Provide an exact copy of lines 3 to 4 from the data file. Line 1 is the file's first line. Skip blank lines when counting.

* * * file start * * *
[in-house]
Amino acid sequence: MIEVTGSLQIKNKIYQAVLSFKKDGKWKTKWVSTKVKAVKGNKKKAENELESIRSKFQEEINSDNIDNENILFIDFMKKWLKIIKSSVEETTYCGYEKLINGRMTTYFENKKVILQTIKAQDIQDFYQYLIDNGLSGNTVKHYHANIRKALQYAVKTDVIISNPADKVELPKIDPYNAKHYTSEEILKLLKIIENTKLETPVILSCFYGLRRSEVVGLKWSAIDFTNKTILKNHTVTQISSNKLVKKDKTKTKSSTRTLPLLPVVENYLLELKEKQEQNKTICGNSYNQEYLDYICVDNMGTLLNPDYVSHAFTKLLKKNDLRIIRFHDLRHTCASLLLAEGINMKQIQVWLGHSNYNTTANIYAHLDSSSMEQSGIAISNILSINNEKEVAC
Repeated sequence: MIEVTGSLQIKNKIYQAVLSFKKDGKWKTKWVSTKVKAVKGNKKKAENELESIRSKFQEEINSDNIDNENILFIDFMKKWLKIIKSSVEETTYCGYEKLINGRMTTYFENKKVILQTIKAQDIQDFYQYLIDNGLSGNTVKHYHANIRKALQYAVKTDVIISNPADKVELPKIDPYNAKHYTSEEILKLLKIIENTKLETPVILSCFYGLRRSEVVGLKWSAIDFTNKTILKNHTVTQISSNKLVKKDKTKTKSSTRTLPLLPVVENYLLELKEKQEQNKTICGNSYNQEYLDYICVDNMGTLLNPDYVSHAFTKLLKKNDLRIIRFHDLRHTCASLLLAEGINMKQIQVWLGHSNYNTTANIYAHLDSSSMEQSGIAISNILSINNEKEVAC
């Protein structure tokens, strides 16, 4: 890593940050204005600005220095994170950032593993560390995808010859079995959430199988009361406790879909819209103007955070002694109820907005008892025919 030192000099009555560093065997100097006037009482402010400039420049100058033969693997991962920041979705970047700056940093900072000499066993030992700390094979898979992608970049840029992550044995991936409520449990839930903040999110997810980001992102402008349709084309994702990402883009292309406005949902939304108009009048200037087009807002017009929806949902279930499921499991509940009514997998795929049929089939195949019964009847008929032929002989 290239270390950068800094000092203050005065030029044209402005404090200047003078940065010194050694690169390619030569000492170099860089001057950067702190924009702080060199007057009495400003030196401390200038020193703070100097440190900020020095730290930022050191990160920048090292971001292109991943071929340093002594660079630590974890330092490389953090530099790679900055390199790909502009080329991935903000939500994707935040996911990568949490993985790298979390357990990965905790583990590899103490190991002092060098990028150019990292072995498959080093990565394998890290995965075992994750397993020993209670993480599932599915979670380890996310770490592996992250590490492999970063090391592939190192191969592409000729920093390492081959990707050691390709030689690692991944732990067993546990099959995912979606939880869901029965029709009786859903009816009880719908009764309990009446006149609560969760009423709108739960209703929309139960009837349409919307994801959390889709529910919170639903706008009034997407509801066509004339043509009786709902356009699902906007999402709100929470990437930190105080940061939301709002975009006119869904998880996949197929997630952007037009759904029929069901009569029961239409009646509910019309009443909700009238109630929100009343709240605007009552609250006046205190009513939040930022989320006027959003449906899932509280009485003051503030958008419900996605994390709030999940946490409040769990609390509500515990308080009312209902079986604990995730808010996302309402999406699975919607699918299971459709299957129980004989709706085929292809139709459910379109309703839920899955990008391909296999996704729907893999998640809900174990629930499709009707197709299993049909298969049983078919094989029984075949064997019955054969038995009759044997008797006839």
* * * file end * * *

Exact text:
Repeated sequence: MIEVTGSLQIKNKIYQAVLSFKKDGKWKTKWVSTKVKAVKGNKKKAENELESIRSKFQEEINSDNIDNENILFIDFMKKWLKIIKSSVEETTYCGYEKLINGRMTTYFENKKVILQTIKAQDIQDFYQYLIDNGLSGNTVKHYHANIRKALQYAVKTDVIISNPADKVELPKIDPYNAKHYTSEEILKLLKIIENTKLETPVILSCFYGLRRSEVVGLKWSAIDFTNKTILKNHTVTQISSNKLVKKDKTKTKSSTRTLPLLPVVENYLLELKEKQEQNKTICGNSYNQEYLDYICVDNMGTLLNPDYVSHAFTKLLKKNDLRIIRFHDLRHTCASLLLAEGINMKQIQVWLGHSNYNTTANIYAHLDSSSMEQSGIAISNILSINNEKEVAC
């Protein structure tokens, strides 16, 4: 890593940050204005600005220095994170950032593993560390995808010859079995959430199988009361406790879909819209103007955070002694109820907005008892025919 030192000099009555560093065997100097006037009482402010400039420049100058033969693997991962920041979705970047700056940093900072000499066993030992700390094979898979992608970049840029992550044995991936409520449990839930903040999110997810980001992102402008349709084309994702990402883009292309406005949902939304108009009048200037087009807002017009929806949902279930499921499991509940009514997998795929049929089939195949019964009847008929032929002989 290239270390950068800094000092203050005065030029044209402005404090200047003078940065010194050694690169390619030569000492170099860089001057950067702190924009702080060199007057009495400003030196401390200038020193703070100097440190900020020095730290930022050191990160920048090292971001292109991943071929340093002594660079630590974890330092490389953090530099790679900055390199790909502009080329991935903000939500994707935040996911990568949490993985790298979390357990990965905790583990590899103490190991002092060098990028150019990292072995498959080093990565394998890290995965075992994750397993020993209670993480599932599915979670380890996310770490592996992250590490492999970063090391592939190192191969592409000729920093390492081959990707050691390709030689690692991944732990067993546990099959995912979606939880869901029965029709009786859903009816009880719908009764309990009446006149609560969760009423709108739960209703929309139960009837349409919307994801959390889709529910919170639903706008009034997407509801066509004339043509009786709902356009699902906007999402709100929470990437930190105080940061939301709002975009006119869904998880996949197929997630952007037009759904029929069901009569029961239409009646509910019309009443909700009238109630929100009343709240605007009552609250006046205190009513939040930022989320006027959003449906899932509280009485003051503030958008419900996605994390709030999940946490409040769990609390509500515990308080009312209902079986604990995730808010996302309402999406699975919607699918299971459709299957129980004989709706085929292809139709459910379109309703839920899955990008391909296999996704729907893999998640809900174990629930499709009707197709299993049909298969049983078919094989029984075949064997019955054969038995009759044997008797006839």